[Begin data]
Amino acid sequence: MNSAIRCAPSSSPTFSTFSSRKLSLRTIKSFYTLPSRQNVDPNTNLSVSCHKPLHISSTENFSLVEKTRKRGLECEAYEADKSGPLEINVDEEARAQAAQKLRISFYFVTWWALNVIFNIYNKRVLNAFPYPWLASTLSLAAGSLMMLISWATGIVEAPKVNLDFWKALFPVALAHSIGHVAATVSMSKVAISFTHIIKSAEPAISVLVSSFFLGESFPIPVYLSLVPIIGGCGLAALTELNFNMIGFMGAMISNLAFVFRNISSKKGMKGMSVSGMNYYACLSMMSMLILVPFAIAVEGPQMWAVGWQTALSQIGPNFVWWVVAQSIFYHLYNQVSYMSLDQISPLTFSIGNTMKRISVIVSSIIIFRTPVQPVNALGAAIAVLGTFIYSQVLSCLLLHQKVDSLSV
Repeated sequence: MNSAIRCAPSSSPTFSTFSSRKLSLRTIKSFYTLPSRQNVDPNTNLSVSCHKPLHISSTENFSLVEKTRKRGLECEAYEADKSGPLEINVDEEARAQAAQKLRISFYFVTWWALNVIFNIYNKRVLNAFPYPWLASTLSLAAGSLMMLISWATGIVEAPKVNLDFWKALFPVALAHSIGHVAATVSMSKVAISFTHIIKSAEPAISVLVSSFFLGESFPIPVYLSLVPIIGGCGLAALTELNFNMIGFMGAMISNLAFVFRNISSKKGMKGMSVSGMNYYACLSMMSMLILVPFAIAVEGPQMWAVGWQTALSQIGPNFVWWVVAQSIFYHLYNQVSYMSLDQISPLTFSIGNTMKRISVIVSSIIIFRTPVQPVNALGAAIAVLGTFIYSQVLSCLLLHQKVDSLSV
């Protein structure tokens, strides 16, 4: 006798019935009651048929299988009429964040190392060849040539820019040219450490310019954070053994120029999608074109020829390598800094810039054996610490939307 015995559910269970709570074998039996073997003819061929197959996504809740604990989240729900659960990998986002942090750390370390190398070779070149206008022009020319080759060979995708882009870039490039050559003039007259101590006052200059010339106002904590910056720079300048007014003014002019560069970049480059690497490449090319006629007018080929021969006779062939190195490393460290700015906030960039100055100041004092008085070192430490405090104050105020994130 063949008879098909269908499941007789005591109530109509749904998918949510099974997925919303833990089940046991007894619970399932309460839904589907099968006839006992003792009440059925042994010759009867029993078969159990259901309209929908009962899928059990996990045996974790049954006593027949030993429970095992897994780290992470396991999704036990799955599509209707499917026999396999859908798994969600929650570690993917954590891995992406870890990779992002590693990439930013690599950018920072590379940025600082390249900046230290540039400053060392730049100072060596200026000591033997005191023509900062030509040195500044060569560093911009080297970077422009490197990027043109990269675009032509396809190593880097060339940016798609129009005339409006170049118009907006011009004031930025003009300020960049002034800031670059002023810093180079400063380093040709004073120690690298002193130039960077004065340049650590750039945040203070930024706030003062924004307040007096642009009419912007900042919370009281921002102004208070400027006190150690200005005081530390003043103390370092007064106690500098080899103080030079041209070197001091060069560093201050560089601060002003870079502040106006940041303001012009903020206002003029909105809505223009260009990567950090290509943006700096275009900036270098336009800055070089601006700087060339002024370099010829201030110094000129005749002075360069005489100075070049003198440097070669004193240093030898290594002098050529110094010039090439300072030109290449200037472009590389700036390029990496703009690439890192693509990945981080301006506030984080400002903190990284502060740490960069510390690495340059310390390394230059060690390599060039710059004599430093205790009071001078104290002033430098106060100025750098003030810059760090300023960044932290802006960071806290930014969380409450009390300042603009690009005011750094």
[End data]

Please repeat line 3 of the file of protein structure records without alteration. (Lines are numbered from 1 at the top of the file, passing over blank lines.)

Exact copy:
């Protein structure tokens, strides 16, 4: 006798019935009651048929299988009429964040190392060849040539820019040219450490310019954070053994120029999608074109020829390598800094810039054996610490939307 015995559910269970709570074998039996073997003819061929197959996504809740604990989240729900659960990998986002942090750390370390190398070779070149206008022009020319080759060979995708882009870039490039050559003039007259101590006052200059010339106002904590910056720079300048007014003014002019560069970049480059690497490449090319006629007018080929021969006779062939190195490393460290700015906030960039100055100041004092008085070192430490405090104050105020994130 063949008879098909269908499941007789005591109530109509749904998918949510099974997925919303833990089940046991007894619970399932309460839904589907099968006839006992003792009440059925042994010759009867029993078969159990259901309209929908009962899928059990996990045996974790049954006593027949030993429970095992897994780290992470396991999704036990799955599509209707499917026999396999859908798994969600929650570690993917954590891995992406870890990779992002590693990439930013690599950018920072590379940025600082390249900046230290540039400053060392730049100072060596200026000591033997005191023509900062030509040195500044060569560093911009080297970077422009490197990027043109990269675009032509396809190593880097060339940016798609129009005339409006170049118009907006011009004031930025003009300020960049002034800031670059002023810093180079400063380093040709004073120690690298002193130039960077004065340049650590750039945040203070930024706030003062924004307040007096642009009419912007900042919370009281921002102004208070400027006190150690200005005081530390003043103390370092007064106690500098080899103080030079041209070197001091060069560093201050560089601060002003870079502040106006940041303001012009903020206002003029909105809505223009260009990567950090290509943006700096275009900036270098336009800055070089601006700087060339002024370099010829201030110094000129005749002075360069005489100075070049003198440097070669004193240093030898290594002098050529110094010039090439300072030109290449200037472009590389700036390029990496703009690439890192693509990945981080301006506030984080400002903190990284502060740490960069510390690495340059310390390394230059060690390599060039710059004599430093205790009071001078104290002033430098106060100025750098003030810059760090300023960044932290802006960071806290930014969380409450009390300042603009690009005011750094």